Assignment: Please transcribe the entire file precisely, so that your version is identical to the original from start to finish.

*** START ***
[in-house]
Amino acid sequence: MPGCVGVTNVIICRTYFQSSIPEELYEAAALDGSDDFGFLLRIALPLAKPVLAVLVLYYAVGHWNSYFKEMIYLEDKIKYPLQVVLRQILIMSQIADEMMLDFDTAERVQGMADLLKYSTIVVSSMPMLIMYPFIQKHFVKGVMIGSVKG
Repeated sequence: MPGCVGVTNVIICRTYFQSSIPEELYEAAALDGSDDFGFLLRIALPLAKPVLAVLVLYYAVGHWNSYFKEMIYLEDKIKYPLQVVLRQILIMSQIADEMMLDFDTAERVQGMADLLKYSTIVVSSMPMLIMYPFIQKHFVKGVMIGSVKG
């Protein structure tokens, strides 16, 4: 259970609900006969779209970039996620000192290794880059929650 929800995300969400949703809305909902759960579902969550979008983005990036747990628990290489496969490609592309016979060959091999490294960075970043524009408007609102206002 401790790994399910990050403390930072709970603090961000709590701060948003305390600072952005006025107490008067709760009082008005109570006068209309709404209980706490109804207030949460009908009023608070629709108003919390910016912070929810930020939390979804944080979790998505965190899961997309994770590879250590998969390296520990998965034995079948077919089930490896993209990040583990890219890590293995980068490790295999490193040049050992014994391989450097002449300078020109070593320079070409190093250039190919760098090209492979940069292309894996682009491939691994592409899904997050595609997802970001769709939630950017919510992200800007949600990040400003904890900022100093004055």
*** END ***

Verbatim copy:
[in-house]
Amino acid sequence: MPGCVGVTNVIICRTYFQSSIPEELYEAAALDGSDDFGFLLRIALPLAKPVLAVLVLYYAVGHWNSYFKEMIYLEDKIKYPLQVVLRQILIMSQIADEMMLDFDTAERVQGMADLLKYSTIVVSSMPMLIMYPFIQKHFVKGVMIGSVKG
Repeated sequence: MPGCVGVTNVIICRTYFQSSIPEELYEAAALDGSDDFGFLLRIALPLAKPVLAVLVLYYAVGHWNSYFKEMIYLEDKIKYPLQVVLRQILIMSQIADEMMLDFDTAERVQGMADLLKYSTIVVSSMPMLIMYPFIQKHFVKGVMIGSVKG
């Protein structure tokens, strides 16, 4: 259970609900006969779209970039996620000192290794880059929650 929800995300969400949703809305909902759960579902969550979008983005990036747990628990290489496969490609592309016979060959091999490294960075970043524009408007609102206002 401790790994399910990050403390930072709970603090961000709590701060948003305390600072952005006025107490008067709760009082008005109570006068209309709404209980706490109804207030949460009908009023608070629709108003919390910016912070929810930020939390979804944080979790998505965190899961997309994770590879250590998969390296520990998965034995079948077919089930490896993209990040583990890219890590293995980068490790295999490193040049050992014994391989450097002449300078020109070593320079070409190093250039190919760098090209492979940069292309894996682009491939691994592409899904997050595609997802970001769709939630950017919510992200800007949600990040400003904890900022100093004055």